“I figured the Shaft would be a good choice. That was my idea. The Shaft. All you had to do was jump. I could never sit there and let a man cave my head in. That waiting, that—no. No. All I had to do was push Joseph back—let him get me in close, first, tell him I wanted to stand on the edge, tell him it excited me. That was all. Then I could just push him back. Then I could just jump. Then—then—I would be free.”

I have heard of these Red Sun stories ( a name coined not by Peek himself) and the three that follow are responsible for my “shaking the ash from your coat” comment above.  Three different stories focussing on different cultures or facets of a world, so dark and weird that it’s like a delicious oppressive weight, stories that have the texture of dried papery skin.  I felt like I needed a bath after reading them and this is a good thing

The Souls of Dead Soldiers are for Blackbirds, Not Little Boys had me in mind of new weird North Korea, a revered Queen sends her poor, undereducated, under resourced subjects to fight the might of Returned armies and the soldiers who suicide out of despair seek to return to life in the bodies of children.

At first, I thought that the doctor’s words had come back to frighten me, that it was just the lingering hint of a nightmare; but when I touched my right arm, the skin shifted, and phantom fingers pushed up against it. I screamed. It was not, perhaps, the most masculine response, but it felt—I remember it now as clearly as that moment when I first felt it—as if a hand had been trapped beneath my skin.

The Funeral, Ruined, gives the reader insight into the other side of the conflict shown in the preceding story.  Linette a veteran of the wars, is coming to terms with the death and return of her lover - what it means to have him die and the be reborn in the skin of another, what it means to her and what it means for death.  So much of steampunk/dieselpunk/insertpunk can be conceptual, about gadgetry.  The best of the genre uses those trappings, that atmosphere to ask the hard questions that good literature always asks.

In Under the Red Sun we are treated to how Returning can affect and be abused in a familial setting and true to the touchstone of all steampunk, the Victorian age, it features grave robbing and dark dealings.

With John Wayne (As Written by a Non-American) we emerge from fantasy and enter some social commentary, in a cowboy hat and carrying a shotgun from Wallmart.  While I enjoyed the story I think my lack of knowledge around the subject matter means I am missing some things here.  Likewise with the next story, Octavia E. Butler (a remix).  I was left thoroughly having thoroughly enjoyed this story as presented.  My suspicions that there was some meta-narrative, some dialogue with the genre going on was confirmed in the acknowledgments.  I need to read some of Octavia Butler’s work ( and indeed Peek’s story encourages me to do so) to fully appreciate it but its still an enjoyable read.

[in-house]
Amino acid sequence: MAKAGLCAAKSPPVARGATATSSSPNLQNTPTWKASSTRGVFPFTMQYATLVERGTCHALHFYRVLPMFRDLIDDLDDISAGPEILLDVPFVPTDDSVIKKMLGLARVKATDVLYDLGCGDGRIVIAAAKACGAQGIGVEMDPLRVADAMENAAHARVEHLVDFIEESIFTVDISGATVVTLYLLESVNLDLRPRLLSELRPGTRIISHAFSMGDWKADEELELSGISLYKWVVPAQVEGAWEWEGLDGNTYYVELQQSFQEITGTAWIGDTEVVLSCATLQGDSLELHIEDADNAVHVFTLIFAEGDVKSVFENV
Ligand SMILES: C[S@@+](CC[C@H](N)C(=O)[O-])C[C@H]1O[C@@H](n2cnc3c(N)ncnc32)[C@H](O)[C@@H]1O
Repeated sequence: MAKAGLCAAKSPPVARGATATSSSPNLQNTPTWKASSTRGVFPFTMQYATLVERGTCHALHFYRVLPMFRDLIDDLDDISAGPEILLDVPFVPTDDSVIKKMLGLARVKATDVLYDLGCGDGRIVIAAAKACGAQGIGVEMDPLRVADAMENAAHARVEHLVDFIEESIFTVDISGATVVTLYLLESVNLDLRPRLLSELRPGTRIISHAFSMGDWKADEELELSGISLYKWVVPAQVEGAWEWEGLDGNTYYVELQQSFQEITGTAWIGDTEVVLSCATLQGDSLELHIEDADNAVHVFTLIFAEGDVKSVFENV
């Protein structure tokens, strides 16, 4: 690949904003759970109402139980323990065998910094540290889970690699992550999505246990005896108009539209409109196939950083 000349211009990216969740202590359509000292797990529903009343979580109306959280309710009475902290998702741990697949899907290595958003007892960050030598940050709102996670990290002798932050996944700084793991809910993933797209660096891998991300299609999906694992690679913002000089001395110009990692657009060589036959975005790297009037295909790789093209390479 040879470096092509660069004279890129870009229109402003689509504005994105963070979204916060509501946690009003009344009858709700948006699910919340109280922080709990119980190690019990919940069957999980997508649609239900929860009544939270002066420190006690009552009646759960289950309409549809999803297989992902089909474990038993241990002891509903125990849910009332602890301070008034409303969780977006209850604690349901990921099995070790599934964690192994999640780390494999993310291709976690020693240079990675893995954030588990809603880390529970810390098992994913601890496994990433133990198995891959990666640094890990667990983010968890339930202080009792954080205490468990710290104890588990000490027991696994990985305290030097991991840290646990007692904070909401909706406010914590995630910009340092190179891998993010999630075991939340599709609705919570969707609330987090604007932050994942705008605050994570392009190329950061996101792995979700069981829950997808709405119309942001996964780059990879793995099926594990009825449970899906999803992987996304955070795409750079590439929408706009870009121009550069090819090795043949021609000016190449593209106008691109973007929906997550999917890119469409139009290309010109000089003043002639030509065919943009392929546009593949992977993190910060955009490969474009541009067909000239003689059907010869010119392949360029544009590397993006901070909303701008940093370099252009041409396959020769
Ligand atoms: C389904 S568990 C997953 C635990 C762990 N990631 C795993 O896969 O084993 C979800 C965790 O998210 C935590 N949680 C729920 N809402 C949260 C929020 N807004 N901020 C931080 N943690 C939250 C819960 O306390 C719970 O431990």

theleeharveyoswaldband bookends the collection nicely, we finish up with a story about a one man band, who achieved success when he lost the other band members and was made famous by a bootlegger.  It’s played fairly straight until the end where we are wrong footed again.

I like that there are stories here that I might need to do some further reading to get a full appreciation of.  I like fiction that stretches me, that takes me into uncharted territory but it’s a good writer that can take you along and entertain you enough so that those deficiencies or gaps in your knowledge don’t hinder enjoyment.   Peek has done that here. 

I have looked at the cover and title of this book a number of times and asked myself the question, had I not known of Ben would I have picked up the work.  Sadly I don’t think I would have and that’s not a criticism of the publisher or Ben.  These pieces don’t fall into a nice neat marketable box.  The title in that sense I think targets a North American audience (and I can see why this has been done).  Australian’s not in the scene (and not aware of Ben’s talent) should read it.  Peek is one of those authors that can make something of their own in a genre- similar to Lanagan  You’re not reading Steampunk or New Weird, you’re reading Ben Peek’s Steampunk or New Weird. 

Having read this collection  I am eager both to discover his earlier novel and novella and to read his spin on epic fantasy in his forthcoming trilogy from Tor.

This review was based on an ARC provided by the publisher.

For Australian readers Booktopia have a free shipping sale on at the moment (until tomorrow night).  You can pre-order Dead Americans now at nearly 40% off and they will still ship it for free in March.  Go here and use the code BIRTHDAY at checkout.